Introduction to endocronology Flashcards Preview

Kidneys and Hormones > Introduction to endocronology > Flashcards

Flashcards in Introduction to endocronology Deck (24):
1

What are the different types of cell to cell communication?

Endocrine signalling
Autocrine signalling
Paracrine signalling
Neural signalling

2

What are the 3 categories of chemical structure of hormones?

Protein or small peptides = ADH

Steroids = cholesterol derivatives

Amines = derivatives of amino acids

3

What are examples of steroid hormones?

Mineralocorticoids - aldosterone

Glucocorticoids - cortisol

Androgens - oestrogen

4

Is cholesterol a hormone?

No - it is a common precursor for many steroid hormones

5

What are examples of amines?

Epinephrine - adrenaline

Thyroxin

6

What do epinephrine and thyroxin have in common?

Both derive from the amino acid tyrosine

7

What determines the way hormones are transported in the blood?

Chemical structure

8

How do peptide hormones and amines travel?

They are hydrophilic

Travel free in solution

9

How do steroid and thyroid hormones travel?

They are hydrophobic

Carried bound to plasma proteins

10

Are protein bound hormones filtered easier at the kidney glomerulus than free floating hormones?

No

11

What types of bonds hold the proteins and the hormones together?

Van der Waals forces

12

Names of proteins that bind to hormones

Sex hormone-binding proteins

Thyroxin-binding protein

Albumin

13

Where are the hormones receptors found?

Some are on the CSM and Some are on nucleus

14

What types of hormones have receptors on CSM?

Hydrophylic hormones

15

What happens when hydrophilic hormones bind to their receptor on CSM?

They relay the information outside the cell into an intracellular response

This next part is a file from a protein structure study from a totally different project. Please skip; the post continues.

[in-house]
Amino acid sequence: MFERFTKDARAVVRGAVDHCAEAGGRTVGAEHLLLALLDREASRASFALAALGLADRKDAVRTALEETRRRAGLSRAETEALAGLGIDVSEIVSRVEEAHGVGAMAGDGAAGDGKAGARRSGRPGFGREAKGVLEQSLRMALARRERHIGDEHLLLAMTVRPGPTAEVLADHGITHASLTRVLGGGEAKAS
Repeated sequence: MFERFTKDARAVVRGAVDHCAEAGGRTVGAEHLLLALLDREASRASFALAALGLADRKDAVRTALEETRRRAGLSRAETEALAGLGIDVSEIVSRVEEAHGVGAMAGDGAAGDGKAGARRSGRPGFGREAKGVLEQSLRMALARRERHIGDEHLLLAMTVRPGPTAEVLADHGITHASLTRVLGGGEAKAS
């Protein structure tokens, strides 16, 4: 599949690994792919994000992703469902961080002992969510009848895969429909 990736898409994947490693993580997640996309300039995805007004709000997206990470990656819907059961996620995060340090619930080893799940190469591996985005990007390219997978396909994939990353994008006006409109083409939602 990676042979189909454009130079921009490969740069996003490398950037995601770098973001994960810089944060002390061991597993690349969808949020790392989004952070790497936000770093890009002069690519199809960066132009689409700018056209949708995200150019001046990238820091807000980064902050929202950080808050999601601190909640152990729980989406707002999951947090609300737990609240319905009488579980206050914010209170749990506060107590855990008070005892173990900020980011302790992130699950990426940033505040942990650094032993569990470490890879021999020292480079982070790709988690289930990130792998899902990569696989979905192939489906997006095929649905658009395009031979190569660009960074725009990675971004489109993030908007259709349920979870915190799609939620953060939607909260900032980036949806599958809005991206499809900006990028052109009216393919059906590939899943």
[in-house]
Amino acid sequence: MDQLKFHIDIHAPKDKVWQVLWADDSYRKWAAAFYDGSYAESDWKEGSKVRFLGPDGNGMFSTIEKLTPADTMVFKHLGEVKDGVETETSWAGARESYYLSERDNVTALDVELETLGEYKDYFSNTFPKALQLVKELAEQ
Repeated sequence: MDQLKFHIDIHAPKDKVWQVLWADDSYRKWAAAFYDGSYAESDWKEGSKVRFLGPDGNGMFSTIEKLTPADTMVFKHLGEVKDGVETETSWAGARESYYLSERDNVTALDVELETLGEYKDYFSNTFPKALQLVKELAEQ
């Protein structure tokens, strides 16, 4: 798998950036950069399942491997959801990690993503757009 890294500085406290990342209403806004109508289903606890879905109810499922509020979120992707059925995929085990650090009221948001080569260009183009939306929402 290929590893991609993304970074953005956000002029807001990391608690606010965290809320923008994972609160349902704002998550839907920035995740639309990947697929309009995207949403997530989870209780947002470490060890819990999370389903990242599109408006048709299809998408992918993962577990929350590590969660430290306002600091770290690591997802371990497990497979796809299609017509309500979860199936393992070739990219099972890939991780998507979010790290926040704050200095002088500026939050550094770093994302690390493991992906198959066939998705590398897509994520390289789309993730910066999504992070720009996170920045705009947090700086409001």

Interaction of receptor and hormone results in a conformational change in the protein shape

This activates intracellular proteins and releases second messengers that bring about cell responses

Second messengers affect targets inside the cell

16

What are common second messengers?

cAMP

CGMP

Ca2+

IP3

17

What happens when hydrophobic hormones enter cells?

Can cross the nuclear membrane

Interact with genetic material to enhance or decrease gene expression

18

How does oestrogen bring about changes in the cell?

Activates receptors in the cell nucleus

Activated receptors dimerise

These receptors directly affect gene expression - no need for second messengers

19

What are the two types of cell membrane receptors?

Tyrosine kinase receptors
G-protein coupled receptors

20

How does activation of the G-protein coupled receptors bring about cellular changes?

Interaction of hormone with the receptor brings about a change in shape

There is separation of the subunits of the G-proteins - alpha, beta and gamma

G - protein alpha targets the protein adenynyl cyclase which catalyses formation of cAMP

cAMP carries out different funcitons

21

What are the structural features of G-protein coupled receptors

They cross the membrane 7 times

Linked to G-proteins via GDP

G-protein is made of 3 sub-untis: alpha, beta and gamma

22

What effect does cAMP have in different tissues?

In cardiac cells - increases heart rate and contractility

In lung cells - causes bronchodilation via relaxation of bronchial smooth muscle

In liver - enhances glycogenolysis to increase blood glucose

23

What happens upon activation of tyrosine kinase receptors?

Two subunits form the receptor - dimerise when hormone activates it

Dimerised receptors catalyse phosphorylation of proteins

When proteins become phosphorylated = become active and activates other proteins inside the cell

24

What is a kinase?

Enzyme that catalyses the transfer of phosphate group s from high energy molecules to proteins